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Aouad G, Cooper R, Kagioglou M, Hinks J, Sexton M

A synchronised process/IT model to support the co- maturation of processes and IT in the construction sector

Abstract: In recent years many efforts had taken place in order to develop process and IT maps within the construction sector. However, the subject of co-maturation between IT and the process has not been given enough attention. This has resulted in the development of impractical solutions because of an apparent lack of balance between the IT and process capabilities. For instance, some organisations in the construction sector have adopted the rapid prototyping concept which is widely used within the manufacturing sector without even investing in 3D modelling and VR technologies which are the most appropriate for this task. Paradoxically, some organisations have invested in these technologies, but rapid prototyping is non existent. This paper addresses the issue of co-maturation between the process and IT in order to establish a balanced profile. The work is based on the CMM (Capability Maturity Model) model which was developed by the Software Engineering Institute at Carnegie Mellon University in order to develop software for the US government, particularly to be used by the Department of Defence. The CMM is a five-level model which include ad-hoc, repeatable, defined, managed and optimised stages. The model is designed so that capabilities at lower stages provide progressively stronger foundations for higher stages, reducing the change management risks. Each development stage - or "maturity level" distinguishes an organisation’s process or IT capability. This paper builds on the work achieved within the generic design and construction process protocol (GDCPP) which is being undertaken at the university of Salford. The main contribution of this paper is a conceptual model of co-maturation between IT and process. A synchorised IT/process model will be presented and discussed. This model is being developed through knowledge obtained form the industrial collaborators of the GDCPP project.

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Full text: content.pdf (120,604 bytes) (available to registered users only)

Series: w78:1998 (browse)
Cluster: papers of the same cluster (result of machine made clusters)
Class: class.communication (0.029904) class.processing (0.022049) class.impact (0.010457)
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Permission to reproduce these papers has been graciously provided by Royal Institute of Technology, Stockholm, Sweden. The assistance of the editors, Prof. Bo-Christer Björk and Dr. Adina Jägbeck, is gratefully appreciated.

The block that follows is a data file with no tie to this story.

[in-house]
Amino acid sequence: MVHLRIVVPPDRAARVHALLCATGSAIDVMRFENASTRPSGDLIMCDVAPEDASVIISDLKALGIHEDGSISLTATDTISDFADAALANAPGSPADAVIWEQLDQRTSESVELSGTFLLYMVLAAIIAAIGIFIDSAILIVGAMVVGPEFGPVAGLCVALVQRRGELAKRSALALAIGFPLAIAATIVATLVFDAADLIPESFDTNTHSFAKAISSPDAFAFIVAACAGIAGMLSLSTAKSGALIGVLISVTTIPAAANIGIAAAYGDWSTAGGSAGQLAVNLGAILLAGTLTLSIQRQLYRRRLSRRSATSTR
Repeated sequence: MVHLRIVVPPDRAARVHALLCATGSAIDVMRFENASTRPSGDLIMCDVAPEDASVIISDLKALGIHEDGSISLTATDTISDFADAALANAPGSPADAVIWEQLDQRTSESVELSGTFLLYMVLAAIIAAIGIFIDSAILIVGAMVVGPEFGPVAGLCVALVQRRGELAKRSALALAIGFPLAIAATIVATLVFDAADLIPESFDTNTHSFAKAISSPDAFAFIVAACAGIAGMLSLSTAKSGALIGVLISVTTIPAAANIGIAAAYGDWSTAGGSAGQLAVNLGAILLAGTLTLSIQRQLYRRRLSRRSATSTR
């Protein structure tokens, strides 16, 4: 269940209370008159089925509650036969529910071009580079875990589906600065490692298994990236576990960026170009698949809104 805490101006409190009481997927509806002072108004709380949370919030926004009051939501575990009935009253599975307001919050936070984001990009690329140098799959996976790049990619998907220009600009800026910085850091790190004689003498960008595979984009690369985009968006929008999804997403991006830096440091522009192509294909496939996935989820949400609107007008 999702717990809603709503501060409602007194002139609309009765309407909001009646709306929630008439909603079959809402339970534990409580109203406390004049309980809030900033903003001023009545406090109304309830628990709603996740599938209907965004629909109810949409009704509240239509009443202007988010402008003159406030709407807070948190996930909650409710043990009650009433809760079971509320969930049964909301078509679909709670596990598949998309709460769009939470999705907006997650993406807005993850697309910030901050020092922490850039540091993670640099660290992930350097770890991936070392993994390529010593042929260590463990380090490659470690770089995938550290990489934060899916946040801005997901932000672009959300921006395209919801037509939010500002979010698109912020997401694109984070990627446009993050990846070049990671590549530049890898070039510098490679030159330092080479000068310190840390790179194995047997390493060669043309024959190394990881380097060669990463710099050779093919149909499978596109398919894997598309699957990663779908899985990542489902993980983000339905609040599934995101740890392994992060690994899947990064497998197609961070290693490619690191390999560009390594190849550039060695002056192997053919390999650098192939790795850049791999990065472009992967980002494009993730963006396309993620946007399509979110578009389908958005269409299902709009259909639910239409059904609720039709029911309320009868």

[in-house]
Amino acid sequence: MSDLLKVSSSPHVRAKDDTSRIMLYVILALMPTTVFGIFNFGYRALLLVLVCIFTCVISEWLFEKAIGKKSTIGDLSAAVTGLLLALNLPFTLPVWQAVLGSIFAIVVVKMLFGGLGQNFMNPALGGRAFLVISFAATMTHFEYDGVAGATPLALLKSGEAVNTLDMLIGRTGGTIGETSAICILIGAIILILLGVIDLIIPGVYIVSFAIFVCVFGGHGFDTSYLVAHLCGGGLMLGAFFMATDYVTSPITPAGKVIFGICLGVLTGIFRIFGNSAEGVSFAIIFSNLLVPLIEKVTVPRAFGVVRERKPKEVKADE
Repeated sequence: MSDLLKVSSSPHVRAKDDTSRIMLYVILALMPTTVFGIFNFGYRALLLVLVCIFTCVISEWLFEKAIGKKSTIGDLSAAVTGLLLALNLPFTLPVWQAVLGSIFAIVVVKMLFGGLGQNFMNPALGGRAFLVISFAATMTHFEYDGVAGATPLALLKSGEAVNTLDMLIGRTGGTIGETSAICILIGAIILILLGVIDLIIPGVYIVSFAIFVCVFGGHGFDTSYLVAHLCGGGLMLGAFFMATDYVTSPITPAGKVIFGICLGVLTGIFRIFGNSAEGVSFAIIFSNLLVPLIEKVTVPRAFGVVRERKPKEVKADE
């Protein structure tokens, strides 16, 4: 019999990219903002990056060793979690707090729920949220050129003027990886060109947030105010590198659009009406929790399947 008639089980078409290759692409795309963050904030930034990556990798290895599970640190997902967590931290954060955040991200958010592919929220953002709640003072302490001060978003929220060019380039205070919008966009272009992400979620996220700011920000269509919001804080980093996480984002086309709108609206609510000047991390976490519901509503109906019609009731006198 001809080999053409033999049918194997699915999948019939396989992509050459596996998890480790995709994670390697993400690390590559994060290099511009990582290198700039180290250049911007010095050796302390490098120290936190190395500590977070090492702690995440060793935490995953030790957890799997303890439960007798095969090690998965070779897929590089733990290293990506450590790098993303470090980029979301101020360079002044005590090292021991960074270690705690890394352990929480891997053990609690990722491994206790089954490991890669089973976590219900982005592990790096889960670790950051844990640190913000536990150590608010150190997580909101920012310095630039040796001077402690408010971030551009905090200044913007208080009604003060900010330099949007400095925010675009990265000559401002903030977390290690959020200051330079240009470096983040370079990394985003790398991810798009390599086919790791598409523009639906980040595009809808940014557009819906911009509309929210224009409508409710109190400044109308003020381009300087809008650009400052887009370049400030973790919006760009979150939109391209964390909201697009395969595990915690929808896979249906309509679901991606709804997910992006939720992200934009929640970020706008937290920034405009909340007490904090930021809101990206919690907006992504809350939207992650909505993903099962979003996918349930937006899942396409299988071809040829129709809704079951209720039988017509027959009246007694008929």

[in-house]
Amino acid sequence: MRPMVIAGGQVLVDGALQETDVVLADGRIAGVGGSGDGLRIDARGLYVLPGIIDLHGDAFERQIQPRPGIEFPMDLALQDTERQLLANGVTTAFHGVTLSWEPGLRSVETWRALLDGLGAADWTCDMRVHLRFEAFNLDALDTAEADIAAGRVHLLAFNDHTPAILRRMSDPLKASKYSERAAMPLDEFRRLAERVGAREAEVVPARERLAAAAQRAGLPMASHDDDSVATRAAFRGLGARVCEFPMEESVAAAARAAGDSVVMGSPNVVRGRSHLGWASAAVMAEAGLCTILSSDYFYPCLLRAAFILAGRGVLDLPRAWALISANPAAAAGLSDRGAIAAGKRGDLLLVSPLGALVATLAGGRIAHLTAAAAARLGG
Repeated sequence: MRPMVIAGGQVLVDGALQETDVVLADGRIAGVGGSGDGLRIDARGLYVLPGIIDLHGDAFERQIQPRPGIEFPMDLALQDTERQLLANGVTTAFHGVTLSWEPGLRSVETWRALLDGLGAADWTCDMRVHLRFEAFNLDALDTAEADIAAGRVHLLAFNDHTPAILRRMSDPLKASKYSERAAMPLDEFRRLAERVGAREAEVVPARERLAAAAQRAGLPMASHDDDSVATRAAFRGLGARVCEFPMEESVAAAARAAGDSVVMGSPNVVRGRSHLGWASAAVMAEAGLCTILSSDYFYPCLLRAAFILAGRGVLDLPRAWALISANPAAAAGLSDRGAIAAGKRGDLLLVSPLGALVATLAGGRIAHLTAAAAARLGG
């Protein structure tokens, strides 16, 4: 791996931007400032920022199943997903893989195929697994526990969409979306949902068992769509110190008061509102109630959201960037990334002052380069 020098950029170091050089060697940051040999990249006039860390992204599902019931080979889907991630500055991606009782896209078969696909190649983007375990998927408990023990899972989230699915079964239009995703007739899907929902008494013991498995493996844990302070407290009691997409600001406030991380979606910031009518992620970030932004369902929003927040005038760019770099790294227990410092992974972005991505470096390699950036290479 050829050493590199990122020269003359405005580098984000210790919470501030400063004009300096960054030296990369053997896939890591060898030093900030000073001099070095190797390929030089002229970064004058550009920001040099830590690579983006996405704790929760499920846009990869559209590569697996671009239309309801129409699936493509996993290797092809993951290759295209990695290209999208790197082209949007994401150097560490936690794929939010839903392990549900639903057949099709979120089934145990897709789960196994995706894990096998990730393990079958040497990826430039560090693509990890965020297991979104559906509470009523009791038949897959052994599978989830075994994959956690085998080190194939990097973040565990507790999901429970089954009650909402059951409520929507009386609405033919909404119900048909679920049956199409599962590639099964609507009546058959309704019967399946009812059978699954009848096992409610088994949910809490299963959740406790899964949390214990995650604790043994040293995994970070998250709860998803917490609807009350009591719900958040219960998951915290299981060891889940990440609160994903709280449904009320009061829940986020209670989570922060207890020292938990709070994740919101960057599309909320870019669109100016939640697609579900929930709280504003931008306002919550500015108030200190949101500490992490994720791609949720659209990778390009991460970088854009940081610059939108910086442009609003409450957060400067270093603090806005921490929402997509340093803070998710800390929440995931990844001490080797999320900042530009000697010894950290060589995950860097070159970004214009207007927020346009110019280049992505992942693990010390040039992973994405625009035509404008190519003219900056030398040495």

Pohl J, Myers L, Chapman A

The ICADS model in retrospect

Abstract: This paper reviews work, involving the development and implementation of a prototype working model of an intelligent computer-aided design system (ICADS), conducted at the CAD Research Unit over the past four years. In the ICADS model, images drawn by the architect are analysed in background to establish higher level architectural objects, such as spaces, windows, doors and furniture. Combined with non-geometric attributes obtained from prototypical building type and contextual site/neighborhood knowledge bases, these design objects serve as a highlevel representation of the current state of the design solution. Domain experts, functioning as intelligent design tools, continuously evaluate the current state of the progressively evolving solution model to test solution validity, confirm design program compliance and propose alternative solution strategies. Conflicts among the domain experts are resolved within a blackboard-like coordination and control system.The domain experts and the blackboard, together constituting an Expert Design Advisor, are implemented in a production rule environment utilizing a frame- based representation structure.

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Full text: content.pdf (1,727,109 bytes) (available to registered users only)

Series: w78:1992 (browse)
Cluster: papers of the same cluster (result of machine made clusters)
Class: class.synthesis (0.042682) class.analysis (0.032188) class.man-software (0.029231)
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Permission to reproduce these papers has been graciously provided by Research Press of the National Research Council of Canada. The support of the editor, Dr. Dana Vanier, is gratefully appreciated.


Raphael B, Smith I

A probabilistic search algorithm for finding optimally directed solutions